Personal circumstances.  Since you're relatively new, I'll repeat myself: the parish priest of my then wife and our sons asked me, in view of the impending divorce, to transfer from the OCA Cathedral to his parish so that he has "a free hand to deal with it."  So when she ran off, the priest told her never to come back amongst other things (she was expecting his blessing).
Logged

Question a friend, perhaps he did not do it; but if he did anything so that he may do it no more.
A hasty quarrel kindles fire,
and urgent strife sheds blood.
If you blow on a spark, it will glow;
if you spit on it, it will be put out;
                           and both come out of your mouth
John of the North
Protokentarchos
*********
Offline Offline

Faith: Orthodox Christianity
Jurisdiction: Eparchy of Edmonton and the West
Posts: 3,533


Christ is Risen!

tgild
« Reply #38 on: March 03, 2010, 04:21:44 PM »

By this I'm meaning things like publishing houses, seminaries, and the like.

But we have those things in Canada already.

Quote
Although these things are valued by Orthodox around the world, certainly Canadian Orthodox rely and take advantage of what is available in the US more than people more geographically distant.

Absolutely.

Of course, the Antiochians, Romanians, Greeks and Serbs should be commorating Met. Jonah.

Should they now??

Quote
I'm intrigued in how you are "worse off."  I'll hold off comment for now.

"It has always bothered me to say I am in the Orthodox Church in America. Canadians are not Americans. The ultimate slap in the face was when we were at the last AAC and I went to the mission booth.  The map only had the US missions.  Canada and Mexico were not on the map. The reply was that they couldn’t find a map of Canada. I hope that the issues of central office will be resolved.  I hope we put our efforts into building the Orthodox church in Canada."

"For our Archdiocese, being second class citizens has to stop. We have to be given autonomy to run ourselves."

"Have you noticed in the US that we are referred to as the National church? It is an international church. There is a lack of understanding between Canada and the US."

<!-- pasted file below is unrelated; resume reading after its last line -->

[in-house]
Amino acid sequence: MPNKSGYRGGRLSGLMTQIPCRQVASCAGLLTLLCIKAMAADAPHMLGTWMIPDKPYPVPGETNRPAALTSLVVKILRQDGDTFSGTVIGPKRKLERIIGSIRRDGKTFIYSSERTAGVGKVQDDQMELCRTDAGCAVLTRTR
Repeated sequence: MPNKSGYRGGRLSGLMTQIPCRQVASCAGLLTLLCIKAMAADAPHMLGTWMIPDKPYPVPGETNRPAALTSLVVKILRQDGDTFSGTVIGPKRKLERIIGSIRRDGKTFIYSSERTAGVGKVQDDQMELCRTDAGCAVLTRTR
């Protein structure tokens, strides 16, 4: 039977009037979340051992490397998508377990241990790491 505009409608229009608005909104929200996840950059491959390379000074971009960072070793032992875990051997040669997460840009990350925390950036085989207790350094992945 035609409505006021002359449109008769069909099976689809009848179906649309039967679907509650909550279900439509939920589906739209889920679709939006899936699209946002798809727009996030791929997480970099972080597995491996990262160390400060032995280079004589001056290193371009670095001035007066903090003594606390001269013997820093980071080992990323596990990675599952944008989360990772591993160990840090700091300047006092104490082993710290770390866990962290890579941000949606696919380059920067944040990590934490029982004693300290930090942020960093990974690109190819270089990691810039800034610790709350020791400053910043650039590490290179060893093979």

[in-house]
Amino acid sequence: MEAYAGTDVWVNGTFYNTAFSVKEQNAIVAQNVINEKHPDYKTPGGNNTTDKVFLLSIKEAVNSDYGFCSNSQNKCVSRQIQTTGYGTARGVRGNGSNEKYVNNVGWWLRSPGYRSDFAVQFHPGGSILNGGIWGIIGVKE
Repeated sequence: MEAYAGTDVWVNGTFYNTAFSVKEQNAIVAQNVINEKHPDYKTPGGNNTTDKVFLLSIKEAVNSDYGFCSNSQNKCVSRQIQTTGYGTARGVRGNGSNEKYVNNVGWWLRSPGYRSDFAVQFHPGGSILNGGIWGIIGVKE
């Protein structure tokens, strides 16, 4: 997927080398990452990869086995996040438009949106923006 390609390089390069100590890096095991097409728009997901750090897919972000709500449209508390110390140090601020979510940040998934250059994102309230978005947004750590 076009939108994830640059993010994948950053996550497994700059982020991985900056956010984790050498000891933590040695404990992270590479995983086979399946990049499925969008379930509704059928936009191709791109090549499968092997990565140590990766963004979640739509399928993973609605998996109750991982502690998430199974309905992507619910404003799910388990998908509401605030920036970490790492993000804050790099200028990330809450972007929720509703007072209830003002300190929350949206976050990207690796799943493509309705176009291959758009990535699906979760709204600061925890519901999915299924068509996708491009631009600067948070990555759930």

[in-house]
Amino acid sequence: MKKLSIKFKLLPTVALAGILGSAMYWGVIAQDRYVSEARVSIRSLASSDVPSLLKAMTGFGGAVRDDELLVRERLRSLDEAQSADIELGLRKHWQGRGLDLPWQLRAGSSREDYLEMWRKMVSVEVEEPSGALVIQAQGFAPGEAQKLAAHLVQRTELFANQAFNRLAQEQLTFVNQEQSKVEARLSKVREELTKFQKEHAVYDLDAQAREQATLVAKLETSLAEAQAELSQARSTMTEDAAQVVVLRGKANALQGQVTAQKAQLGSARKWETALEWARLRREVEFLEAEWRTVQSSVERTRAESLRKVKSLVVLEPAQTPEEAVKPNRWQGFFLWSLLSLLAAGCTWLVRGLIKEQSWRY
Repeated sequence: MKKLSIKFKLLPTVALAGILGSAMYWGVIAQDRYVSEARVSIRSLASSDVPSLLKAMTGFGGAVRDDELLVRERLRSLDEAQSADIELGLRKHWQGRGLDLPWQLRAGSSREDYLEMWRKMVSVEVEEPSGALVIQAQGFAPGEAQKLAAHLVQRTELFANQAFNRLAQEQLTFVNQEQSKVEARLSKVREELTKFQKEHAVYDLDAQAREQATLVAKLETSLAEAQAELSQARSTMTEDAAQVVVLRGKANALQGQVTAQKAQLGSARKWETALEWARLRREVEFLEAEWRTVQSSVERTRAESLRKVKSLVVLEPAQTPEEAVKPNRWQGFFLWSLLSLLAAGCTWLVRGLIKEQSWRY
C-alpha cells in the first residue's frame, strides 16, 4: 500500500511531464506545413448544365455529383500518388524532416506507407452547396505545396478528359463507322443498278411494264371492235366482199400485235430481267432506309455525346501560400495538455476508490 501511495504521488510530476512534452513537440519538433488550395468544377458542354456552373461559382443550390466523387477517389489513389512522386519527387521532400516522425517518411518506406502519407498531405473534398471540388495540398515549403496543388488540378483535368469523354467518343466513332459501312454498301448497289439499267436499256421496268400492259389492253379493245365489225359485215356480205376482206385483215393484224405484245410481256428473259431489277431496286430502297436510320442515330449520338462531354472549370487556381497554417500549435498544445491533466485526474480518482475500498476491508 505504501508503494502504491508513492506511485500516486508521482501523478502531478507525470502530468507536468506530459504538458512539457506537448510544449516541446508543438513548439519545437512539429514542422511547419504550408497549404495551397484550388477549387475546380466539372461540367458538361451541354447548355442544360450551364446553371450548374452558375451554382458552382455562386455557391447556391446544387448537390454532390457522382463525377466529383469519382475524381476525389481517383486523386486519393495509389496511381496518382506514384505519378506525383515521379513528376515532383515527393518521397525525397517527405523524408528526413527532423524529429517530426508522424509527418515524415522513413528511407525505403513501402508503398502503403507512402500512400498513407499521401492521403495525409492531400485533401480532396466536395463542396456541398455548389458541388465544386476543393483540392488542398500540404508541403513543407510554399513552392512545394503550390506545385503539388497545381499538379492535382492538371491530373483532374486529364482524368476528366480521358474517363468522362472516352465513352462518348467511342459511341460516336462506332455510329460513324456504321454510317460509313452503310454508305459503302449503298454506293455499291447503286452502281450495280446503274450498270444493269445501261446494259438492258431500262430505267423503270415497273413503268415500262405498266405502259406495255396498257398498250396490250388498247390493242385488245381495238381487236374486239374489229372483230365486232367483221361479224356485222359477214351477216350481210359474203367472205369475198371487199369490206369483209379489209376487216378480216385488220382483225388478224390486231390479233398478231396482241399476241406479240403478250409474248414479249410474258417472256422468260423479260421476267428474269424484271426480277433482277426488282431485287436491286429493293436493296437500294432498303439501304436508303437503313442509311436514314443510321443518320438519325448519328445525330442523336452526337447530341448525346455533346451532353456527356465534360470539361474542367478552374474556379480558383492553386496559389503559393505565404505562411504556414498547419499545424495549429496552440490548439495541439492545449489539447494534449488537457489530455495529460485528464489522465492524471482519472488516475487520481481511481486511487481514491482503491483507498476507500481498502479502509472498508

"Canadians have a different mindset of how to do things which is different from the US."

http://oca15aac.wordpress.com/2008/07/08/oca-%E2%80%9Ctown-hall%E2%80%9D-meeting-notes-edmonton-ab-july-3-2008/

I'm not going to trade in an autonomous Canadian church for a church who has to grovel on its knees in front of Syosset. And being "autonomous" under some American hierarch is some how supposed to be better than what we have now?? Somehow I doubt that. I'll pass.

Quote

I know who he is. Just wondering how he is relevant to Canada.


Quote
No. Just that Church isn't autocephalous until the Mother Church issues the Tomos, or at least until the Church has enough bishops to constitute a synod, as envisioned in Apostolic Canon 34 etc.

We have more than enough Canadian bishops to constitute a synod.

« Last Edit: March 03, 2010, 04:34:32 PM by Ukiemeister » Logged

"Christianity is not a philosophy, not a doctrine, but life." - Elder Sophrony (Sakharov)
Iconodule
Uranopolitan
Taxiarches
**********
Offline Offline

Faith: Orthodox Christian
Jurisdiction: OCA (Diocese of Eastern Pennsylvania)
Posts: 7,034


"My god is greater."


« Reply #39 on: March 03, 2010, 04:34:23 PM »

Quote
Canadians are not Americans

According to some, anyone living in the Americas is an American. That's why a lot of Latin Americans resent the appropriation of the word "American" to mean "US citizen." I for one would never refer to the United States by itself as "America."
Logged

"A riddle or the cricket's cry
Is to doubt a fit reply." - William Blake
ialmisry
There's nothing John of Damascus can't answer
Warned
Hypatos
*****************
Offline Offline

Faith: جامعي Arab confesssing the Orthodox Faith of the One, Holy, Catholic and Apostolic Church
Jurisdiction: Antioch (for now), but my heart belongs to Alexandria
Posts: 37,963



« Reply #40 on: March 03, 2010, 05:26:21 PM »

Of course, the Antiochians, Romanians, Greeks and Serbs should be commorating Met. Jonah.

Should they now??

Yes. Immediately.


I'm intrigued in how you are "worse off."  I'll hold off comment for now.

"It has always bothered me to say I am in the Orthodox Church in America. Canadians are not Americans.

Yes, another suggestion I made was renaming the OCA the OCNA, putting North in there, at least for the time being.

Since when is the UOCC part of the OCA?

Quote
The ultimate slap in the face was when we were at the last AAC and I went to the mission booth.  The map only had the US missions.  Canada and Mexico were not on the map. The reply was that they couldn’t find a map of Canada. I hope that the issues of central office will be resolved.  I hope we put our efforts into building the Orthodox church in Canada."

"For our Archdiocese, being second class citizens has to stop. We have to be given autonomy to run ourselves."

"Have you noticed in the US that we are referred to as the National church? It is an international church. There is a lack of understanding between Canada and the US."

"Canadians have a different mindset of how to do things which is different from the US."

http://oca15aac.wordpress.com/2008/07/08/oca-%E2%80%9Ctown-hall%E2%80%9D-meeting-notes-edmonton-ab-july-3-2008/

I'm not going to trade in an autonomous Canadian church for a church who has to grovel on its knees in front of Syosset. And being "autonomous" under some American hierarch is some how supposed to be better than what we have now?? Somehow I doubt that. I'll pass.